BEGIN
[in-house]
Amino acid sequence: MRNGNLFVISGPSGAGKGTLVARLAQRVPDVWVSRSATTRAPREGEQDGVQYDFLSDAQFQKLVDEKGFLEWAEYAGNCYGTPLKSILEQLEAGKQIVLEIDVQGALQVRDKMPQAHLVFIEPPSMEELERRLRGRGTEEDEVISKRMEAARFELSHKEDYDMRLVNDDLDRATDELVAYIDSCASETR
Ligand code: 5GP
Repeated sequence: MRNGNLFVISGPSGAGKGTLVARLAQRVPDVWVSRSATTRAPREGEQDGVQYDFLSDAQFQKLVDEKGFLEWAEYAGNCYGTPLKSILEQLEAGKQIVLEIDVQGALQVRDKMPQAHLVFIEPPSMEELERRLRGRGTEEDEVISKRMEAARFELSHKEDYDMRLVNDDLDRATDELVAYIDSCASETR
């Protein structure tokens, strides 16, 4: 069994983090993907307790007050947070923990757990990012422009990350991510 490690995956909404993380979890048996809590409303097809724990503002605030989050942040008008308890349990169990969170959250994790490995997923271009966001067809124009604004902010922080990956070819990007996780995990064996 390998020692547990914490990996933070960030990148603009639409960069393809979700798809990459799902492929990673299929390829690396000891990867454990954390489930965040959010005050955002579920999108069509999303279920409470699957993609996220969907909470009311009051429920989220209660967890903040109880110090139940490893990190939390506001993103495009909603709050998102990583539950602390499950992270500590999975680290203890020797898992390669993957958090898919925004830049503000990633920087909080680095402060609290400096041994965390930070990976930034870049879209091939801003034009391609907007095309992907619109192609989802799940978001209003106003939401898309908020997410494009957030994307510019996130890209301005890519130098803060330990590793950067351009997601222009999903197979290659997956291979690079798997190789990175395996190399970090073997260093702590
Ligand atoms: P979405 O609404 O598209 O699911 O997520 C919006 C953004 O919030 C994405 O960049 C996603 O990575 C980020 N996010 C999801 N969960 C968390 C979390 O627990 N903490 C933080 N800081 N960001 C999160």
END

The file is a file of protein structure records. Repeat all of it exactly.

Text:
[in-house]
Amino acid sequence: MRNGNLFVISGPSGAGKGTLVARLAQRVPDVWVSRSATTRAPREGEQDGVQYDFLSDAQFQKLVDEKGFLEWAEYAGNCYGTPLKSILEQLEAGKQIVLEIDVQGALQVRDKMPQAHLVFIEPPSMEELERRLRGRGTEEDEVISKRMEAARFELSHKEDYDMRLVNDDLDRATDELVAYIDSCASETR
Ligand code: 5GP
Repeated sequence: MRNGNLFVISGPSGAGKGTLVARLAQRVPDVWVSRSATTRAPREGEQDGVQYDFLSDAQFQKLVDEKGFLEWAEYAGNCYGTPLKSILEQLEAGKQIVLEIDVQGALQVRDKMPQAHLVFIEPPSMEELERRLRGRGTEEDEVISKRMEAARFELSHKEDYDMRLVNDDLDRATDELVAYIDSCASETR
């Protein structure tokens, strides 16, 4: 069994983090993907307790007050947070923990757990990012422009990350991510 490690995956909404993380979890048996809590409303097809724990503002605030989050942040008008308890349990169990969170959250994790490995997923271009966001067809124009604004902010922080990956070819990007996780995990064996 390998020692547990914490990996933070960030990148603009639409960069393809979700798809990459799902492929990673299929390829690396000891990867454990954390489930965040959010005050955002579920999108069509999303279920409470699957993609996220969907909470009311009051429920989220209660967890903040109880110090139940490893990190939390506001993103495009909603709050998102990583539950602390499950992270500590999975680290203890020797898992390669993957958090898919925004830049503000990633920087909080680095402060609290400096041994965390930070990976930034870049879209091939801003034009391609907007095309992907619109192609989802799940978001209003106003939401898309908020997410494009957030994307510019996130890209301005890519130098803060330990590793950067351009997601222009999903197979290659997956291979690079798997190789990175395996190399970090073997260093702590
Ligand atoms: P979405 O609404 O598209 O699911 O997520 C919006 C953004 O919030 C994405 O960049 C996603 O990575 C980020 N996010 C999801 N969960 C968390 C979390 O627990 N903490 C933080 N800081 N960001 C999160």